State of the online Godbeat 2010

Last week, I posted a chunk of what I wrote marking the 22nd birthday of the weekly "On Religion" column for the Scripps Howard News Service. You may recall that I focused on the bad news, which is the undeniable fact that there are fewer mainstream newsrooms with the resources to fund full-time, experienced, trained specialty reporters who want to cover religion news. At the same time, there was little evidence that the public was losing its interest in the subject. The actual percentage of religion in the major news outlets declined in 2009 -- but not by much.

At the same time, it was clear that religion-beat watchers were seeing a major uptick in religion writing online -- even if much of it seemed to be based on the Washington Post/Newsweek "On Faith" model, which essentially means that religion equals private beliefs and opinions and, thus, is not really news, at least not in the same way as real news -- like politics. There are very few religion facts out there (even in history and in the texts of catechisms), only feelings.

As I wrote that column I realized that there was no way I was going to get all of my material into a single column. Thus, I did something that I rarely do: I wrote a two-part column. That places a real burden on copy desks as they plan their pages and I know that. However, some newspapers like to weave the two pieces into one feature, which works, too.

Anyway, part II is out and here is how it opens:

For journalists who care about life on the God beat, the list of the dead and the missing in action has turned into a grim litany.

Some religion-beat jobs have been killed, while others have been downsized, outsourced, frozen or chopped up and given to reluctant general-assignment reporters.

Gentle readers, please rise for a moment of silence.

Like I said last time, religion is not being singled out for punishment. Rather, the current business-model crisis -- free content, maximum competition from online alternatives -- is having an especially crushing effect in the top-40 news markets, the big cities in which larger news organizations used to have the resources to fund specialty beats of all kinds (including religion).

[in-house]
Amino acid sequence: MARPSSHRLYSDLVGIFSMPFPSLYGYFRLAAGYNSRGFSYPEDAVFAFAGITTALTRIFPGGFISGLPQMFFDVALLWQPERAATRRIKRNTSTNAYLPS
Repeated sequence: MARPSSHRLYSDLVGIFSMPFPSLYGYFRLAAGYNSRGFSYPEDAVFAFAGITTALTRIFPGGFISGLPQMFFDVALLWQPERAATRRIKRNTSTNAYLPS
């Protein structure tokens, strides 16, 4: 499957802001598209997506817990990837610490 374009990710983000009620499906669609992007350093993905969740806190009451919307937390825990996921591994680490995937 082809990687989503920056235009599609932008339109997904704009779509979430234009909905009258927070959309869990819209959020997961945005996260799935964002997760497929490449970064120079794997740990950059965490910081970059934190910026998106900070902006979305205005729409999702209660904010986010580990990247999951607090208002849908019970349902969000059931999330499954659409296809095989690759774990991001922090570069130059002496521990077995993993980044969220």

The cuts in big newsrooms had another effect, according to the watchdogs at the Religion Newswriters Association:

"In the 1990s and early 2000s, the largest papers often had multiple religion reporters. That has disappeared, for sure. That is where the biggest cut for religion has occurred," said RNA Director Debra Mason, who teaches at the University of Missouri.

"We suffer in the meantime, and one possible casualty is all our experienced, better writers. I do worry that the next generation of religion writers don't have any mentors or internships, etc., to gain experience."

But the column stresses that the real growth has come on sites that mix some news with lots of opinion and media criticism (like this one). At the same time, readers now have much wider access to religious news, in the form of denominational wire services and public-relations offices (think Episcopal News Service) and those that tilt against those institutional windmills (think Stand Firm).

But this leads me to an interesting, and sobering, comment by the young man behind that Catholic weblog that is in almost everyone's browser bookmarks -- Whispers in the Loggia.

The harsh reality today, according to Rocco Palmo ... is that all too often readers who care about religion face tough choices. Will they place their trust in traditional news reports that are, these days, often written by journalists who have little training to prepare them for the rigors of the religion beat, or the opinion-based work of experienced insiders and scholars who may have ideological axes to grind?

"There are fabulous religion reporters who are still out there grinding away in the mainstream media, but they are an endangered species for sure," said Palmo. "I still think that basic, hard-news reporting is the gold standard and we need more of it. ... But most of what you see when you go online is commentary and criticism. You don't see that much original reporting being done. ...

"If anything, people like me are just trying to step in and fill the void."

Now, I realize that there are plenty of you out there -- on the left and the right -- who are perfectly happy in a world in which you can read dozens of openly European, slanted online publications and then compare the results and figure out what you think is the accurate information. Please don't hear me knocking that (said the pro-American model of the press Eastern Orthodox doctrinal traditionalist pro-life Democrat prodigal Texan who leads this here weblog). I'm all for alternative media sources. I'm all for constructive, pro-journalism media criticism.

But who does the basic reporting? Who gets to write the basic stories to which the weblogs react? Read that Palmo quote again. And again. Please.

Photo: Apparently, this is a loggia.

Please respect our Commenting Policy